"n. the subtle but persistent feeling of being out of place, as maladapted to your surroundings as a seal on a beach—lumbering, clumsy, easily distracted, huddled in the company of other misfits, unable to recognize the ambient roar of your intended habitat, in which you’d be fluidly, brilliantly, effortlessly at home."
I have a plane to catch tomorrow to New Zealand. My other home in the world. I am supposed to be packing but my back pack is empty save for a few pairs of socks, a pair of scraggy blue jeans and a morbidly obese cat who has decided to nap in there for the time being. The will to organise is eluding me - I go into my closet, pick out a few pieces, sigh heavily, throw them on the bed and trundle off to find a new activity to occupy myself for an hour before repeating this process again and again and again. Seriously I have done this four times already. I am making no headway.
Why am I dragging this out? Why the procrastination? To an outsider it would seem that I am annoyed and don't really want to go. Nothing is further from the truth. I cannot wait to get back. It is the coming back that will annoy me. It is returning to Australia that I don't want. I haven't even left yet and I am already worried about coming home - wtf is that? Plans keep half formulating about how to stay. Trust me if I could line up a job I wouldn't board the plane home.
I'm a spoilt child. But have you ever felt that before? That deep connection with a place that makes you say - this is home? Or living in a place you feel no connection to at all - that persistent nausea of being out of place. Monachopsis may be a made up word but it certainly sounds right.
Part of my procrastination at packing today involved turns around the garden picking the last of the spring flowers (before they wither and die like my soul under an Australian summer) and this rhubarb cake. We used to grow rhubarb in one of my student flats in New Zealand. We'd make crumbles, friands and cakes out of it. Cakes like this one. Comfort baking. The rhubarby syrup will run through the cake making it a little denser and wet than normal. This is fine just go with it. Add a dollop of cream when serving it too. A couple of things to note;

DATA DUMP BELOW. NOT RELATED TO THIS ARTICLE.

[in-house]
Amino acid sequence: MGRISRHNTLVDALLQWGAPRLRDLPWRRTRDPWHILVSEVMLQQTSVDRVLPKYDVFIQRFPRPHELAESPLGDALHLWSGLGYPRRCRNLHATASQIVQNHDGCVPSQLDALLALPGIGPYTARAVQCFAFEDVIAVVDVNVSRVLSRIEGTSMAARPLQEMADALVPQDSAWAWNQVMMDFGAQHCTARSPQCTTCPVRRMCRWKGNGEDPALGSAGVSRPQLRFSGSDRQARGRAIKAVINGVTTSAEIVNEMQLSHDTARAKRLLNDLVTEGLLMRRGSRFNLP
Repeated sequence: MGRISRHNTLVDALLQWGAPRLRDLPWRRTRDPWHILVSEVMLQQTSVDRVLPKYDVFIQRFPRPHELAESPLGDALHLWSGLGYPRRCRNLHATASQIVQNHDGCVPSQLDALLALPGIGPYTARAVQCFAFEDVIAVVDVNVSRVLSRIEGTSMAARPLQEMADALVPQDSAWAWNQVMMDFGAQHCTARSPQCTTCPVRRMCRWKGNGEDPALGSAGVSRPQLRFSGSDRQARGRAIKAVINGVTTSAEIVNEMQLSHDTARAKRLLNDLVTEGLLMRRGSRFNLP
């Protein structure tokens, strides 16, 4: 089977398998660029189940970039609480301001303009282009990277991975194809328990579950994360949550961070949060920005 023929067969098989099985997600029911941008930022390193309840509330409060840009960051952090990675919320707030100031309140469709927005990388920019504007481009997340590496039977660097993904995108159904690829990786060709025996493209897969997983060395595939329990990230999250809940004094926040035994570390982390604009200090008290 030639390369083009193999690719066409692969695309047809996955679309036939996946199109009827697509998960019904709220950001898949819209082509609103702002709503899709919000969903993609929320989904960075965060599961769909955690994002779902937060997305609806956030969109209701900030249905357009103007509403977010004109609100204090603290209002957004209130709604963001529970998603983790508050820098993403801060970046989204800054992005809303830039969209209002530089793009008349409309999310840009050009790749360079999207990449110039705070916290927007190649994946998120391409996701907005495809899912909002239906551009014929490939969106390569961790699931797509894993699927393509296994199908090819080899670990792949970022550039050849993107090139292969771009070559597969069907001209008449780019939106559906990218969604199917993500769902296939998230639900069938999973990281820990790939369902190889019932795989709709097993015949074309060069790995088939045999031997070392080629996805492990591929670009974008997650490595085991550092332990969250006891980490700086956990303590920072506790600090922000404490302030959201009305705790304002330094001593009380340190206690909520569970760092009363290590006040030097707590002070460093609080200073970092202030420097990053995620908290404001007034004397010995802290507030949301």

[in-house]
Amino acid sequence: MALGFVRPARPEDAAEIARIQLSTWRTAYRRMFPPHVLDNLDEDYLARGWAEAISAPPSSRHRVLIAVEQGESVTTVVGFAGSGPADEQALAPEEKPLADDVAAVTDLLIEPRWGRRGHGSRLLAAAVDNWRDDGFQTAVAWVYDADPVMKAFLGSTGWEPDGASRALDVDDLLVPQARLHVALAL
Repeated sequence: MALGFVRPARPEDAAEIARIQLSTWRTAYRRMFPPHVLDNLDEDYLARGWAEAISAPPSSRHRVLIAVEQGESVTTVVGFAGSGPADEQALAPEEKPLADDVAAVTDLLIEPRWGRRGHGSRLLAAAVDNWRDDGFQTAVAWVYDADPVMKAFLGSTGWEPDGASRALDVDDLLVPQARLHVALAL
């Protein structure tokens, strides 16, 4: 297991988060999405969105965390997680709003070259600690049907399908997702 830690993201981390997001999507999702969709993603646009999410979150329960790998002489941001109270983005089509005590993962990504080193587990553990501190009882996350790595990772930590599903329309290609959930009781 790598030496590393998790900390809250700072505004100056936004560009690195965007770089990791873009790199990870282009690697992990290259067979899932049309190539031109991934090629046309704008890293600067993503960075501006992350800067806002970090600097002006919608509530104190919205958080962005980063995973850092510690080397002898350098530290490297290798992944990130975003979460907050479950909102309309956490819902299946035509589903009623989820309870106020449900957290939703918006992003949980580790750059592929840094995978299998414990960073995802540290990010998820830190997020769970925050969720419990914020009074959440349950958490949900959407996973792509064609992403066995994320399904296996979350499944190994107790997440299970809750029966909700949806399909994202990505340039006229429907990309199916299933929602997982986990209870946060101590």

* Flip the cake out of the tin ten minutes after removing it from the oven. If you let it cool in the tin the rhubarb top will most likely stick to the cake pan.
**The amount of rhubarb you need is dependent on what kind of pattern you create with it. My striped design took 5 stalks - You can shape it or just scatter it or do what ever the fuck you want with the rhubarb on top - its still going to taste good.
Rhubarb Upside-Down Yogurt Cake
For the rhubarb topping;
- 4-5 stalks (1lb/450g approx) fresh rhubarb, ends trimmed
- 4 tbsp honey
- ⅓ Cup water
- juice of ½ an orange
- 1 vanilla pod, seeds scraped
For the cake;
- 1 cup/125g Plain-all purpose flour
- 1 cup spelt flour
- 1 ½ tsp baking powder
- 1 tsp bicarb soda
- 100g unsalted butter
- ½ cup/100g granulated sugar
- 2 free range eggs
- 1 cup greek-full fat yogurt (unsweetened)
- 1 tsp lemon juice
- To make the rhubarb topping: Cut the rhubarb into desired lengths. In a medium saucepan combine the rhubarb, honey, water, orange juice and vanilla seeds together and set over a medium heat. Bring to a simmer stirring occasionally. Cook the rhubarb until it is tender but still intact (roughly 5-8 minutes). Remove the rhubarb from the syrup and set aside. Continue simmering the syrup until it has reduced a little more (not too thick). Set aside.
- To make the cake: Heat oven to 180C/350F. Grease a 20 cm spring form cake pan. Cut a piece of baking paper to line the base of the cake pan. Arrange the rhubarb in a desired pattern (or scatter pieces along the base). You can add a very little amount of the syrup to the rhubarb now but if you add too much your cake will not cook properly.
- In a medium bowl whisk together the plain flour, spelt flour, baking powder and bicarb soda. Set aside. In a large bowl beat together the butter and sugar until pale and creamy. Add the eggs, one at a time, beating well after each addition.
- Add the yogurt and lemon juice and mix well (it may look curdled - this is fine do not panic - it is just the lemon juice reacting with yogurt and butter mix). Fold in the flour mixture, ensuring there are no lumps of flour as you go.
- Pour the cake batter over the rhubarb. Bake in preheated oven for 30-40 mins or until cake is golden and springs bake when lightly touched. Let the cake cool for 10 minutes in the tin before inverting onto a serving platter. Release the cake tin, remove the parchment paper and adjust any rhubarb pieces that may have gotten stuck to the paper. Pour some more of the reserved syrup over the rhubarb. Cut into thick slices and serve warm with a dollop of thick cream and any remaining syrup.